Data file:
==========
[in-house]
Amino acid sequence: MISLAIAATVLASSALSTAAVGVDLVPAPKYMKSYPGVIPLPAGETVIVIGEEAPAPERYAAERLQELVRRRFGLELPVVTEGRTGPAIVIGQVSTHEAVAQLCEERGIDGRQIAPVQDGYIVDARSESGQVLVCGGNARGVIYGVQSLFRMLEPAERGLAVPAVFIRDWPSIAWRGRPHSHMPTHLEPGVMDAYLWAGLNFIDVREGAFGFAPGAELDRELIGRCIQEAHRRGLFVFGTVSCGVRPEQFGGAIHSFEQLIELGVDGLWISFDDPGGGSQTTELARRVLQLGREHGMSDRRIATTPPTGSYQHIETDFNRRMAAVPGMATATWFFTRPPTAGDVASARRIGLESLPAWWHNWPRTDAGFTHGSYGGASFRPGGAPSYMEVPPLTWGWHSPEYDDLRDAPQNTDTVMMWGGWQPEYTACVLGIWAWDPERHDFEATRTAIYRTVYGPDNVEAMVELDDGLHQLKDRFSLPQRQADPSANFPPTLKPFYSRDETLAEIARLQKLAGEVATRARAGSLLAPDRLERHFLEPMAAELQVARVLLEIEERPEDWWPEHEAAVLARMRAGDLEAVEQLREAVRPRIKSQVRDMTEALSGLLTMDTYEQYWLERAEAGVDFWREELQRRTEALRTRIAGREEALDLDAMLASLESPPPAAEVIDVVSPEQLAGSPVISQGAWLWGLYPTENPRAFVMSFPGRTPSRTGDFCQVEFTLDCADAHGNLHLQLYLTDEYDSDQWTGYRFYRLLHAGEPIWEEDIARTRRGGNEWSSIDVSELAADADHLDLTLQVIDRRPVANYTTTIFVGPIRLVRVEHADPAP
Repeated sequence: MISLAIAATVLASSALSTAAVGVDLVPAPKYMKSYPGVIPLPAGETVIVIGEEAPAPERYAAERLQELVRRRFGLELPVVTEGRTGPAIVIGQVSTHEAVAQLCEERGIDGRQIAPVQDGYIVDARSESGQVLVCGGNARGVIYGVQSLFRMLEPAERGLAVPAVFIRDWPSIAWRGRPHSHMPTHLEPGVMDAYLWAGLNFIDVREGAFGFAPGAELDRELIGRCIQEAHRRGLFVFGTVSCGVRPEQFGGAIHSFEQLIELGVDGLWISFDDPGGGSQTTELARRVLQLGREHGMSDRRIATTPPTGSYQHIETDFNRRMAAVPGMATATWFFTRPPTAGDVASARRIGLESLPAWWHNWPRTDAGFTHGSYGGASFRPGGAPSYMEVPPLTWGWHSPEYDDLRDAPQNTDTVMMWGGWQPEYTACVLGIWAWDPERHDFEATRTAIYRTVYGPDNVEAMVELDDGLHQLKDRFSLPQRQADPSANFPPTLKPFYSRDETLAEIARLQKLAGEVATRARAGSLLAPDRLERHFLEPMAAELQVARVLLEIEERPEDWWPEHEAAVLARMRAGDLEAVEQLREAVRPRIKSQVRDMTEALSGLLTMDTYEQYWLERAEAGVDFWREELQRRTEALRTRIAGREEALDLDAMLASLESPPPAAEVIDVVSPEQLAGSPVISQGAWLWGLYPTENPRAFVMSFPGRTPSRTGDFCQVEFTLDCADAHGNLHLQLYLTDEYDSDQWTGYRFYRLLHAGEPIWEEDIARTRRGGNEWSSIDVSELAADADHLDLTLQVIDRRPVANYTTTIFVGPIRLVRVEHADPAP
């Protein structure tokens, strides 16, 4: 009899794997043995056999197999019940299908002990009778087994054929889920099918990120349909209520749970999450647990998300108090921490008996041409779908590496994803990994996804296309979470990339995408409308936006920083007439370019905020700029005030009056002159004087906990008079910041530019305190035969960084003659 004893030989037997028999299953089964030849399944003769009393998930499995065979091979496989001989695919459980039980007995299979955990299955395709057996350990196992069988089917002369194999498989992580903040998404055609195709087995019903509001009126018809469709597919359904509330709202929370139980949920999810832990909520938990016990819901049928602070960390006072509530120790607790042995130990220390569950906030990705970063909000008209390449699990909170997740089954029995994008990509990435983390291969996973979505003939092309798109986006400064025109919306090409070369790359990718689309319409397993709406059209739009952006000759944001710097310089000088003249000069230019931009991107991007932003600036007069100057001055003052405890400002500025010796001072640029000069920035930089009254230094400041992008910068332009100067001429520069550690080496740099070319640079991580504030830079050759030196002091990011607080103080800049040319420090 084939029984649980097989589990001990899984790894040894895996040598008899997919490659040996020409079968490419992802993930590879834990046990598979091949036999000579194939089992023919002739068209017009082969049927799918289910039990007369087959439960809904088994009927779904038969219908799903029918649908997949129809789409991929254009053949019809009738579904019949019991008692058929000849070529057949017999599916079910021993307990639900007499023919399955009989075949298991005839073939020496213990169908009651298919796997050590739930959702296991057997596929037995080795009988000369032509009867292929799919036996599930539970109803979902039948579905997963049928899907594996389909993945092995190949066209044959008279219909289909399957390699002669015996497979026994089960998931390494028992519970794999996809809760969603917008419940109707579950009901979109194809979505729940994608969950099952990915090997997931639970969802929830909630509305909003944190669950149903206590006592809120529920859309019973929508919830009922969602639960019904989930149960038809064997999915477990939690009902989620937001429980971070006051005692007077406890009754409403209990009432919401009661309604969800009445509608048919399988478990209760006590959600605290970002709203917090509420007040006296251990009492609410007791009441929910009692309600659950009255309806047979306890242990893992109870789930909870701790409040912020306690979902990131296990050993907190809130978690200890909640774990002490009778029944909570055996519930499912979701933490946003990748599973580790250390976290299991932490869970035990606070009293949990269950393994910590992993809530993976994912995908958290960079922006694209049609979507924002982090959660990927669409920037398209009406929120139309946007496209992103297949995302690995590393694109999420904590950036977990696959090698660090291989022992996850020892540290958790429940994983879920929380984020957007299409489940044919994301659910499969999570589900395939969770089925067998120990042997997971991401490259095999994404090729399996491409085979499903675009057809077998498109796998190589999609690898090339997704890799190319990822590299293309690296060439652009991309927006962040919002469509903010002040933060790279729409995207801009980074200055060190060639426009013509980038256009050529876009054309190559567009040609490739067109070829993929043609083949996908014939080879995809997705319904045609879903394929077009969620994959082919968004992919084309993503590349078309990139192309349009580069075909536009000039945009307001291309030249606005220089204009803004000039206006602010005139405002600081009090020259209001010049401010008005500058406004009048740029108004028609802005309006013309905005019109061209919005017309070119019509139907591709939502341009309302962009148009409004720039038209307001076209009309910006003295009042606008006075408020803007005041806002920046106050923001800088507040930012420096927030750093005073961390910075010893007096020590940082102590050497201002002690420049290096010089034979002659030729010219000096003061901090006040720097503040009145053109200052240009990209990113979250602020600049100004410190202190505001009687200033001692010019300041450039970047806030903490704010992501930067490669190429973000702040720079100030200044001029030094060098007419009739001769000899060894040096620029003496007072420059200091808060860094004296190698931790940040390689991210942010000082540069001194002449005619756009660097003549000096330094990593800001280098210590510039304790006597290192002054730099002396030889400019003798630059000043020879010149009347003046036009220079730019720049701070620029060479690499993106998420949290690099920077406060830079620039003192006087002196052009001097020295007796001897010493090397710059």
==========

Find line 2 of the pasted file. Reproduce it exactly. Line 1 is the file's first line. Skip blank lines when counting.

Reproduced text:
Amino acid sequence: MISLAIAATVLASSALSTAAVGVDLVPAPKYMKSYPGVIPLPAGETVIVIGEEAPAPERYAAERLQELVRRRFGLELPVVTEGRTGPAIVIGQVSTHEAVAQLCEERGIDGRQIAPVQDGYIVDARSESGQVLVCGGNARGVIYGVQSLFRMLEPAERGLAVPAVFIRDWPSIAWRGRPHSHMPTHLEPGVMDAYLWAGLNFIDVREGAFGFAPGAELDRELIGRCIQEAHRRGLFVFGTVSCGVRPEQFGGAIHSFEQLIELGVDGLWISFDDPGGGSQTTELARRVLQLGREHGMSDRRIATTPPTGSYQHIETDFNRRMAAVPGMATATWFFTRPPTAGDVASARRIGLESLPAWWHNWPRTDAGFTHGSYGGASFRPGGAPSYMEVPPLTWGWHSPEYDDLRDAPQNTDTVMMWGGWQPEYTACVLGIWAWDPERHDFEATRTAIYRTVYGPDNVEAMVELDDGLHQLKDRFSLPQRQADPSANFPPTLKPFYSRDETLAEIARLQKLAGEVATRARAGSLLAPDRLERHFLEPMAAELQVARVLLEIEERPEDWWPEHEAAVLARMRAGDLEAVEQLREAVRPRIKSQVRDMTEALSGLLTMDTYEQYWLERAEAGVDFWREELQRRTEALRTRIAGREEALDLDAMLASLESPPPAAEVIDVVSPEQLAGSPVISQGAWLWGLYPTENPRAFVMSFPGRTPSRTGDFCQVEFTLDCADAHGNLHLQLYLTDEYDSDQWTGYRFYRLLHAGEPIWEEDIARTRRGGNEWSSIDVSELAADADHLDLTLQVIDRRPVANYTTTIFVGPIRLVRVEHADPAP